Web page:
We commend American workers for their efforts to navigate this epidemic and save lives. However, we are extremely concerned that this burden has fallen to workers who, understandably, typically lack the specific education necessary to identify and respond effectively to opioid overdoses and mitigate the risks associated with opioid use. Moreover, we are alarmed that workers’ health and safety have been jeopardized. As such, we respectfully request responses to the following questions:

  1. Have formal or informal complaints been filed with federal or state OSHA programs regarding workers who have encountered unsafe conditions in the workplace related to the opioid crisis? If so, how many complaints have been filed?

 

  1. Have federal or state OSHA programs inspected unsafe conditions in the workplace related to the opioid crisis as a result of referrals or any other cause to inspect a workplace? Please describe.

 

  1. Have federal or state OSHA programs taken any enforcement actions related to these inspections? What OSHA standards or other requirements are relevant where workers are at risk when responding to opioid overdoses in their workplaces? What standards have been used to cite employers where violations have been identified?

 

  1. Incidents like those described above have prompted some business owners to educate themselves and their employees on how to respond to apparent overdoses. One Massachusetts coffee shop owner, for example, having “found several people on the bathroom floor in recent years, not breathing,” began training employees to use naloxone, the overdose reversal drug.[9]  What resources are available to employers or employees seeking to provide safety training related to the opioid crisis? Do models exist for education and training related to this crisis that state OSHA programs might promote? Please describe.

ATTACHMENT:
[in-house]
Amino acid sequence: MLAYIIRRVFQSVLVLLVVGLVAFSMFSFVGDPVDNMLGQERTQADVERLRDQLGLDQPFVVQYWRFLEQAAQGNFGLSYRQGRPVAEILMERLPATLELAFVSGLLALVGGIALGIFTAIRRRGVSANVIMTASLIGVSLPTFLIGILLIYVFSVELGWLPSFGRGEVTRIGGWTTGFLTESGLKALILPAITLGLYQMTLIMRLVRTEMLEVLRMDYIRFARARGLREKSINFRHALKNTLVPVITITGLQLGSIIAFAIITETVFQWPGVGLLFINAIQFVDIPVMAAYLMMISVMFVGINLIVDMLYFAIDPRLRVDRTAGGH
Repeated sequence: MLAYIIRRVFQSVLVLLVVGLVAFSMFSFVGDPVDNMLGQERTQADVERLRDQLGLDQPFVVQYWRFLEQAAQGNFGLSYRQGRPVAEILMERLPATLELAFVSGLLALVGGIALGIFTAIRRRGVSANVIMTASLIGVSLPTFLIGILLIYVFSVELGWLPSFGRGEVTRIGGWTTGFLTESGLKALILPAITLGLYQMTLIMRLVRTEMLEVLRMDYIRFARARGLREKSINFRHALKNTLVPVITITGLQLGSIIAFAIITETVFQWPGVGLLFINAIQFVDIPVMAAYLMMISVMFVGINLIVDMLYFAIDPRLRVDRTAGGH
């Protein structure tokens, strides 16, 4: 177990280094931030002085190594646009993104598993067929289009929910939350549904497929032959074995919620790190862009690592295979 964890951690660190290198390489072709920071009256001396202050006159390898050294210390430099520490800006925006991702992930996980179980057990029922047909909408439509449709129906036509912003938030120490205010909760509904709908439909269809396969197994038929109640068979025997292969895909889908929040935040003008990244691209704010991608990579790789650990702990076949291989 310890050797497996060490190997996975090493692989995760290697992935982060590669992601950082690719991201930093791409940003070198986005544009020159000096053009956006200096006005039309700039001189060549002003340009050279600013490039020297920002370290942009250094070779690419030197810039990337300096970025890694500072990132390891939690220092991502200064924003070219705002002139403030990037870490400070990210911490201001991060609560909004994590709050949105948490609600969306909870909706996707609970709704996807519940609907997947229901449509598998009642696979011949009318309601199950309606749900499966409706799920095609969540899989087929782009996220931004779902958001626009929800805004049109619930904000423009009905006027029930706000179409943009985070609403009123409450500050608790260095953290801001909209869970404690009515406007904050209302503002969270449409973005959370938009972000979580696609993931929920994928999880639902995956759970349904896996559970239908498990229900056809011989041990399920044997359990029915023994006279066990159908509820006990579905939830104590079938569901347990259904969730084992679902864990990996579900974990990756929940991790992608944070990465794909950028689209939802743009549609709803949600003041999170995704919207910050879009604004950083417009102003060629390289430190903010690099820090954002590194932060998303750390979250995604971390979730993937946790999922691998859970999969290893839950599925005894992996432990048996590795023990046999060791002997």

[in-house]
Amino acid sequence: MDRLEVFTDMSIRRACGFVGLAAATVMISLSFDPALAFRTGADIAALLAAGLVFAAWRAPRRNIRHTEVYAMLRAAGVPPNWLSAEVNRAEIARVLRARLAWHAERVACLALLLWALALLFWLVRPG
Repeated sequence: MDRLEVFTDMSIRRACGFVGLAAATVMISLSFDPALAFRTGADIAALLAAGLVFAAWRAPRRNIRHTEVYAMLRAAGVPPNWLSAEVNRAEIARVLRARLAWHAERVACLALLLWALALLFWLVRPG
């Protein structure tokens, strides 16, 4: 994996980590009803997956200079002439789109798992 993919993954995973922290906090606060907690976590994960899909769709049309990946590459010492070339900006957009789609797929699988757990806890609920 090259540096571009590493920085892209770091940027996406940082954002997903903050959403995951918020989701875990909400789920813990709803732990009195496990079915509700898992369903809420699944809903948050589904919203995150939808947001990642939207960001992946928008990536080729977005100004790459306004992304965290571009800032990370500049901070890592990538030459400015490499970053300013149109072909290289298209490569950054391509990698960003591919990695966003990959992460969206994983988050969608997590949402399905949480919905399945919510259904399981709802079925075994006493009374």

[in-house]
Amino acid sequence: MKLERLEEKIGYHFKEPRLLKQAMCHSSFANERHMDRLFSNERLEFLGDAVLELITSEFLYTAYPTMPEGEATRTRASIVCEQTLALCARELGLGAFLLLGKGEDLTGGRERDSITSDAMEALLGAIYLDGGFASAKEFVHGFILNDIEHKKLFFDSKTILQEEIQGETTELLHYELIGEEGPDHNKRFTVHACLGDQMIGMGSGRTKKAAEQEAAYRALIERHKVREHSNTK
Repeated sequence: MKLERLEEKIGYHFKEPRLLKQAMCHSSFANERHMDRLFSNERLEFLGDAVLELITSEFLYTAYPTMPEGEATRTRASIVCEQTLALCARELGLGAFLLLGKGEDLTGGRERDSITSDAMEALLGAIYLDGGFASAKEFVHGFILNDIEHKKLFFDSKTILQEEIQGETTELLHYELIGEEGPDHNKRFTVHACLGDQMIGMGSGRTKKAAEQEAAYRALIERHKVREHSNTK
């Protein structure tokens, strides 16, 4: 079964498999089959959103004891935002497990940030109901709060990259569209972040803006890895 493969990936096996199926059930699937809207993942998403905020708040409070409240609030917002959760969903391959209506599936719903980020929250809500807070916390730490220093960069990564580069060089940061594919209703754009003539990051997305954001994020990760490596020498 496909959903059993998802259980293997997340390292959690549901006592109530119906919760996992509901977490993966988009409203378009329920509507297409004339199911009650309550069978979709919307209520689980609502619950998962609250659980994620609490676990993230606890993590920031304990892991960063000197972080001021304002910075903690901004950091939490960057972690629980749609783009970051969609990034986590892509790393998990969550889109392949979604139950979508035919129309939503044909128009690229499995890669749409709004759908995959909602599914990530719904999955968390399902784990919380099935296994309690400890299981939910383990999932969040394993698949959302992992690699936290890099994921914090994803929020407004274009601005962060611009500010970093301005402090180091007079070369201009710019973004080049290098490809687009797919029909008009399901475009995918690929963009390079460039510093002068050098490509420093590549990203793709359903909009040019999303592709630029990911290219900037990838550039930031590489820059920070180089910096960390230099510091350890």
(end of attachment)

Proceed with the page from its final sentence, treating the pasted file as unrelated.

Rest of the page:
1. How has OSHA worked with the National Institute for Occupational Safety and Health (NIOSH) to incorporate the latest research concerning worker health and safety as it relates to the opioid crisis?

 

  1. Please describe any guidance your office has disseminated, or plans to disseminate, to state OSHA programs related to the opioid crisis and worker safety.

We look forward to your timely response.

 

[1] “Opioids Portal.” Centers for Disease Control and Prevention. https://www.cdc.gov/opioids/index.html.

[2] Fadulu, Lola. “Is Your Local Coffee Shop a Low-Key Opioid Clinic?” The Atlantic. September 21, 2018.

https://www.theatlantic.com/health/archive/2018/09/opioid-crisis-service-workers/570778/.

[3] Ibid.

[4] Keilman, John. “Public bathrooms become clandestine epicenter of opioid crisis.” Chicago Tribune. May 17, 2018.

https://www.chicagotribune.com/news/ct-met-public-bathrooms-opioid-overdose-20180510-story.html.

[5] Ibid.

[6] Taylor, Kate. “Starbucks is installing needle-disposal boxes in locations across America following OSHA penalties and worker concerns about drug use in bathrooms.” Business Insider. April 22, 2019.

https://www.businessinsider.com/starbucks-needle-disposal-boxes-more-locations-2019-4.

[7] Ibid.

[8] Bever, Lindsay. “A plan to keep drug users from shooting up in public restrooms — and why it may be a bad idea.” Washington Post. June 29, 2018.

https://www.washingtonpost.com/news/to-your-health/wp/2018/06/29/the-plan-to-keep-drug-users-from-shooting-up-in-public-restrooms-and-why-it-may-be-a-bad-idea/?utm_term=.1d310d13f468.

[9] Bebinger, Martha. “Public Restrooms Become Ground Zero In The Opioid Epidemic.” NPR. May 8, 2017.

https://www.npr.org/sections/health-shots/2017/05/08/526523520/public-restrooms-become-ground-zero-in-the-opioid-epidemic.